The National Association of the Deaf (NAD) and four deaf and hard of hearing individuals filed two federal class action lawsuits today against Harvard University and the Massachusetts Institute of Technology (MIT), charging that the schools discriminate against deaf and hard of hearing people by failing to caption the vast and varied array of online content they make available to the general public, including massive open online courses (MOOCs). The cases, filed in U.S. District Court in Massachusetts, assert that these universities violate the Americans with Disabilities Act and the Rehabilitation Act by denying deaf and hard of hearing people access to thousands of videos and audio tracks that each university makes publicly available, for free, on broad-ranging topics of general interest.  These include, for example, campus talks by luminaries such as President Barack Obama and Microsoft founder Bill Gates; educational videos made by MIT students for use by K-12 students; “self-help” talks; entire semesters’-worth of courses; and regular podcasts such as the “HBR IdeaCast” by the Harvard Business Review.  The universities boast that their content is available free to anyone with an Internet connection.  Millions of people have visited the websites.
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Professors Know About High-Tech Teaching Methods, but Few Use Them

February 18th, 2015
by  Casey Fabris, Chronicle of Higher Ed
Innovation is sweeping the world of higher education, but not all faculty members are embracing it in their classrooms.  A new survey from the Bill & Melinda Gates Foundation has found that 40 percent of the professors surveyed use or are interested in using innovative techniques and technologies. But of that 40 percent, only half—or 20 percent of the overall survey sample—have actually used them.

http://chronicle.com/blogs/wiredcampus/professors-know-about-high-tech-teaching-methods-but-few-use-them/55777

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Darpa Is Developing a Search Engine for the Dark Web

February 18th, 2015
By Kim Zetter, Wired

The project, dubbed Memex, has been in the works for a year and is being developed by 17 different contractor teams who are working with the military’s Defense Advanced Research Projects Agency. Google and Bing, with search results influenced by popularity and ranking, are only able to capture approximately five percent of the internet. The goal of Memex is to build a better map of more internet content.

http://www.wired.com/2015/02/darpa-memex-dark-web/

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Distance Learning: Moocs May Be Key To Pay Rise And Promotion

February 17th, 2015

by Seb Murray, Business Because

Additional qualifications such as MBA and masters degrees may be the key to unlocking a pay rise and promotion. Nearly half of employers surveyed by the Open University say work-related qualifications gained through additional education are the number one reason they would offer a salary increase or a higher-level position. The OU, a distance learning specialist, polled 1,000 UK employers and 1,000 employees last year. Completing work-related training programs was the second most desired attribute among these employers when offering pay rises and promotions, flagged by 33% of poll respondents. In a fillip for the OU, gaining work-related knowledge through free online courses or by reading relevant books or articles was the third most common thing employers looked for when offering salary increases and career advancements.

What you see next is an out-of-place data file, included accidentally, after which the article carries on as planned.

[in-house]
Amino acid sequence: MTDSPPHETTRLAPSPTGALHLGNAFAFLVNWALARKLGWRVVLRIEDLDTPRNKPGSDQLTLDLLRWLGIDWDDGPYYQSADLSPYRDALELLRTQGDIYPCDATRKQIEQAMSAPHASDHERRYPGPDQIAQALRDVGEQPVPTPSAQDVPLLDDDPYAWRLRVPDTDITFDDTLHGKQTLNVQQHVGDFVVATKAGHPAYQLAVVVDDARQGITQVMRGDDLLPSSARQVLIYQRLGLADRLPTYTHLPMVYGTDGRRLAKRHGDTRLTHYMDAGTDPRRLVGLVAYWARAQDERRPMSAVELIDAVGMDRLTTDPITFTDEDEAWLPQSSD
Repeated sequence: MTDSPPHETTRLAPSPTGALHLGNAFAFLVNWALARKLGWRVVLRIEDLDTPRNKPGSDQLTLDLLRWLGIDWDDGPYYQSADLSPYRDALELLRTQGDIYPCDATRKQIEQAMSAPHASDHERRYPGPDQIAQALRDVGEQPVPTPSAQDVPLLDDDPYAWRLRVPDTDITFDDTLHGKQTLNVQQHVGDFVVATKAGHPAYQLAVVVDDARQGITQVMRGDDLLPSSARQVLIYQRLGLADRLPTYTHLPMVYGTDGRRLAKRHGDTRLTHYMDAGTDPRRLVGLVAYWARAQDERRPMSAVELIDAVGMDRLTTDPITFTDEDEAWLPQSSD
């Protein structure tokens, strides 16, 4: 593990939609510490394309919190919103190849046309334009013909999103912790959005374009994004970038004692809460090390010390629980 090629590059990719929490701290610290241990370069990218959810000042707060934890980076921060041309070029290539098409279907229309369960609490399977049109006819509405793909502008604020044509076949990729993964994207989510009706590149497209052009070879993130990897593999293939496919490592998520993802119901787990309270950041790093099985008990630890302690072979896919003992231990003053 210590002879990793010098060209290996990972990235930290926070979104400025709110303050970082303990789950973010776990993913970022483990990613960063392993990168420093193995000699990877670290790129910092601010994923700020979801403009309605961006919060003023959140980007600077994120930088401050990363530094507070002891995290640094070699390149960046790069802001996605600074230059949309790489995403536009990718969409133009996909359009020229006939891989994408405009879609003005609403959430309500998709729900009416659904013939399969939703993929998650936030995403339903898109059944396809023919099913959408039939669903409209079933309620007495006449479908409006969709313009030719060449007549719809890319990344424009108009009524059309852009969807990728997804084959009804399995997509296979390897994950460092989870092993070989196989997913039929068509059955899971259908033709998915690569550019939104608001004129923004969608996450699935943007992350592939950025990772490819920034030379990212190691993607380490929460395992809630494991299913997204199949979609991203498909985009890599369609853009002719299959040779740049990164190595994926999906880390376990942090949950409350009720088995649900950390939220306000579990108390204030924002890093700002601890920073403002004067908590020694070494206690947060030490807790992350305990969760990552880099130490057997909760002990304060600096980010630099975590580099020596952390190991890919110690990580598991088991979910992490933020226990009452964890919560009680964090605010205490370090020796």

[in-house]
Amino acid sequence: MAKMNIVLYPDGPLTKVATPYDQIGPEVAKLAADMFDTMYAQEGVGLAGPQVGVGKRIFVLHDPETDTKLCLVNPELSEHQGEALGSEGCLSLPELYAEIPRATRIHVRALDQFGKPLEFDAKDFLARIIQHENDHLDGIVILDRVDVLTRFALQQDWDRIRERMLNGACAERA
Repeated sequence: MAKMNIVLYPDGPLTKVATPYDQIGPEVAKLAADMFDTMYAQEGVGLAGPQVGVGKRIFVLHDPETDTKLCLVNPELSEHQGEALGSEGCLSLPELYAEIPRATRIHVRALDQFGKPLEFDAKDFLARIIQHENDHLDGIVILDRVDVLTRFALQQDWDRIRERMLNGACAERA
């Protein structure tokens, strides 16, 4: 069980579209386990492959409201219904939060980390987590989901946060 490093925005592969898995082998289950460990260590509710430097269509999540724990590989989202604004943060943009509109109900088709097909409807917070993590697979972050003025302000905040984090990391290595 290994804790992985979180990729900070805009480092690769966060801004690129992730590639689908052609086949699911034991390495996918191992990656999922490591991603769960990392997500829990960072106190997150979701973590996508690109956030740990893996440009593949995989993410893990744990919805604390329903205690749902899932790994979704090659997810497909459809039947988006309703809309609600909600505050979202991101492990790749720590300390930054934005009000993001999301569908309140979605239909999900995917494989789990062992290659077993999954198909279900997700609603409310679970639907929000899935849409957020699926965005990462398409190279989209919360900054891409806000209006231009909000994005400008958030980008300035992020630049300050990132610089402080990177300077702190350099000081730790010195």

http://www.businessbecause.com/news/mba-distance-learning/3085/moocs-may-be-key-to-payrise-and-promotion

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The 6 Major Barriers Standing in the Way of Educational Change

February 17th, 2015

By David Nagel, Campus Technology

As college and university administrators shift their priorities away from the mission of education, the role of faculty-as-teacher is diminishing, and the consequences for the profession — and for students — look to be getting rapidly more severe. In 2009, just half of faculty members in higher education were part-timers. But now, owing in part to resources moving away from classroom instruction and toward student services, research and other areas, adjuncts make up 76.4 percent of the total across all institution types in the United States. That’s an issue identified by researchers in a new report as one of the “wicked challenges” facing higher education right now. The report — the NMC Horizon Report, from the New Media Consortium and the Educause Learning Initiative — identifies significant barriers facing education, as well as major trends in education technology and technological trends that will help shape teaching and learning in the near future.

http://campustechnology.com/articles/2015/02/10/the-6-major-challenges-standing-in-the-way-of-educational-change.aspx

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5 Tech Tools That Help Personalize PD

February 17th, 2015
by David Raths, THE Journal

Students aren’t the only ones who can benefit from differentiated instruction. Teachers, too, have individual strengths and weaknesses, and they need different types of professional development at specific points of their careers. So why clump them all together in the same PD courses? Some school districts around the country are finding new ways to use social media and online offerings in combination with professional learning communities to empower teachers to develop their own personalized PD plans and reflect on how that PD is affecting the work they do in class. THE Journalspoke with leaders in several of these districts about the role of technology in personalizing the PD process.

http://thejournal.com/articles/2015/02/04/5-tech-tools-that-help-personalize-pd.aspx